Next came Stone Temple Pilots. Although the band's greatest asset (Weiland) also has been at times their greatest liability, brothers Dean and Rob DeLeo, drummer Eric Kretz, and Weiland put aside their differences at the end of the day to deliver a thoughtful and solid product.

Unlike Alice in Chains, STP doesn't make vocal harmonizing a priority on stage (with Rob DeLeo providing sparse but appropriate background vocals). But then again, not every band has a singer as colorful, animated, and as vocally diverse as Weiland. I'm not sure whether he has actually showed up for every gig he's ever been scheduled to perform, but despite Weiland's troubles with the law and with former bandmates past and present, I've personally never seen him phone in a performance, and I've seen him six times (Seven times if you include Velvet Revolver).

The now forty two-year-old Weiland clearly hasn't lost any edge off his voice, blistering through the opening trio of rockers "Vasoline," "Wicked Garden," and "Crackerman." The foursome then launched into some of their new songs, including the lead single from their latest album "Between the Lines." While the new tracks are catchy, and deep tracks such as "Tumble in the Rough" and "Loungefly" are treats to the STP diehards, the highlights were FM staples "Plush," "Interstate Love Song," and set closer "Sex Type Thing" (in which Jerry Cantrell jammed out with the band). One of the high points of the show occurred during the encore of "Dead and Bloated," when Weiland invited a fan to sing the introduction to the song by singing through his trademark megaphone.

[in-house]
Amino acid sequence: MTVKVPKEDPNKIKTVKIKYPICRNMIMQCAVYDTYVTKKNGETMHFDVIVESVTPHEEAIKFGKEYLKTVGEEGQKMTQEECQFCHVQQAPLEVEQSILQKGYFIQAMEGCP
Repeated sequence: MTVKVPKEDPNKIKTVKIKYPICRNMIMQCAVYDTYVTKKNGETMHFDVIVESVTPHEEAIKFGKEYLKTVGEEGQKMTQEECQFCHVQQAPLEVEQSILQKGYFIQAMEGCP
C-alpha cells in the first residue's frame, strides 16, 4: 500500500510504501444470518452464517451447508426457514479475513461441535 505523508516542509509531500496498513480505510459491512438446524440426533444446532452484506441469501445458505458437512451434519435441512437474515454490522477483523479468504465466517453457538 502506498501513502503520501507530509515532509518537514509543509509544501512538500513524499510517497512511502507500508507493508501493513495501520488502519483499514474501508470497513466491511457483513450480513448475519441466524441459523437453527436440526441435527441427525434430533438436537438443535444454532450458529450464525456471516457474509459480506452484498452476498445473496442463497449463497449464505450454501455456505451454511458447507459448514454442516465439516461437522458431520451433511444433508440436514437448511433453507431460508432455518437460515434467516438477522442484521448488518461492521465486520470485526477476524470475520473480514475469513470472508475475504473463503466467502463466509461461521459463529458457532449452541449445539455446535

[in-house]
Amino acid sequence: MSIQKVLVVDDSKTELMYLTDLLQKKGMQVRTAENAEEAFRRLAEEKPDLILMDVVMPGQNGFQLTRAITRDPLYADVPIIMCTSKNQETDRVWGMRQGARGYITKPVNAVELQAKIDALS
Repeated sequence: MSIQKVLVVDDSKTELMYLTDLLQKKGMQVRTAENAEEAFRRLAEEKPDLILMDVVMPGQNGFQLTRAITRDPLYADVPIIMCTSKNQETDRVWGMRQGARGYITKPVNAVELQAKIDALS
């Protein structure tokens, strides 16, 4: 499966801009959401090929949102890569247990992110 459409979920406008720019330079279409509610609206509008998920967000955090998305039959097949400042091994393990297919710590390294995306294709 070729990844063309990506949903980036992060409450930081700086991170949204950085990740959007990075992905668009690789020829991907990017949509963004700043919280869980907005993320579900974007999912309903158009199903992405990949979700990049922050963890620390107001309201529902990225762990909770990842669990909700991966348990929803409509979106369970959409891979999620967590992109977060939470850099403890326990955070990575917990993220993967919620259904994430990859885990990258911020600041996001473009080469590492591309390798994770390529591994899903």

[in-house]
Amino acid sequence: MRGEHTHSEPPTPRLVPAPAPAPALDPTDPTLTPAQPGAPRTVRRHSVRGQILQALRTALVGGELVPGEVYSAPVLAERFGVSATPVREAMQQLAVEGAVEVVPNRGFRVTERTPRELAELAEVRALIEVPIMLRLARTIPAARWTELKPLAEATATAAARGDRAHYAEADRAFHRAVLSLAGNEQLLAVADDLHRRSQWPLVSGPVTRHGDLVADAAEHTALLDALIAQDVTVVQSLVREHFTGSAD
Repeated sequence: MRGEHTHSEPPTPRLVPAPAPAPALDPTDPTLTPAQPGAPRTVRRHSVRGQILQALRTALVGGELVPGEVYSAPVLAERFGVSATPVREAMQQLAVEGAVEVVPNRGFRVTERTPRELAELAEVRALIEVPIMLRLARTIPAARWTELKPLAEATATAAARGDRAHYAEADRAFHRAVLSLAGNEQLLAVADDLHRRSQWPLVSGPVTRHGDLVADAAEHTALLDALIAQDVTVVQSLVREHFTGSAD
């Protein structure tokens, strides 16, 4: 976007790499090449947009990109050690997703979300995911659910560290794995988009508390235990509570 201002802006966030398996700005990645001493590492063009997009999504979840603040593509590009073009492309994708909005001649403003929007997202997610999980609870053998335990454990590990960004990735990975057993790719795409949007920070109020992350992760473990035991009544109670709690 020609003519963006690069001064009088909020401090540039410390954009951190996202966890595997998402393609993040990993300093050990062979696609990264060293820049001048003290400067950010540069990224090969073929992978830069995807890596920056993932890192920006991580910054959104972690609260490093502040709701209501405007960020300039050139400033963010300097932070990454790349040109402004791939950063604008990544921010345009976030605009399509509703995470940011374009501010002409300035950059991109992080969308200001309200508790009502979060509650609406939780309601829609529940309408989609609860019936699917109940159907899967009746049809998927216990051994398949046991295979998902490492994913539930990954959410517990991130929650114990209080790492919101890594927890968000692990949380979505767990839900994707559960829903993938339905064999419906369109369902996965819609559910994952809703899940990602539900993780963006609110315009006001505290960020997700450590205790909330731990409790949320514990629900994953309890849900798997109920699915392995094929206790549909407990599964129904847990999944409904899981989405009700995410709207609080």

At the end of the day, tt's pretty safe to say that not many of the 20,000 plus in attendance went home disappointed. And with the newer songs most likely taking better shape as the tour progresses, Stone Temple Pilots will again be one of the top concert draws of the summer, with Alice in Chains following suit come Fall.

Alice In Chains Setlist

Them Bones

Dam That River

Rain When I Die

Check My Brain

Again

Your Decision

No Excuses

Acid Bubble

We Die Young

Down in a Hole

Angry Chair

Man in the Box

Would?

Rooster

 

Stone Temple Pilots Setlist

Vasoline

Wicked Garden

Crackerman

Between the Lines

Hickory Dichotomy

Big Empty

Sour Girl

Creep

Plush

Interstate Love Song

Bagman

Huckleberry Crumble

Tumble in the Rough

Loungefly

Sex Type Thing (with Jerry Cantrell)

ENCORE:

Dead And Bloated

Trippin' on a Hole in a Paper Heart

 

Very special thanks to Nick McIlwain for his generosity and killer smile.

Contact Joe Vallee at jvallee@philly2philly.com

STP Photo: http://www.smh.com.au/entertainment/music/chip-off-the-old-rock-20100520-vhk0.html

Alice in Chains Photo: http://allieunplugged.com/wp-content/uploads/2009/05/alice_in_chains_william_duvall.jpg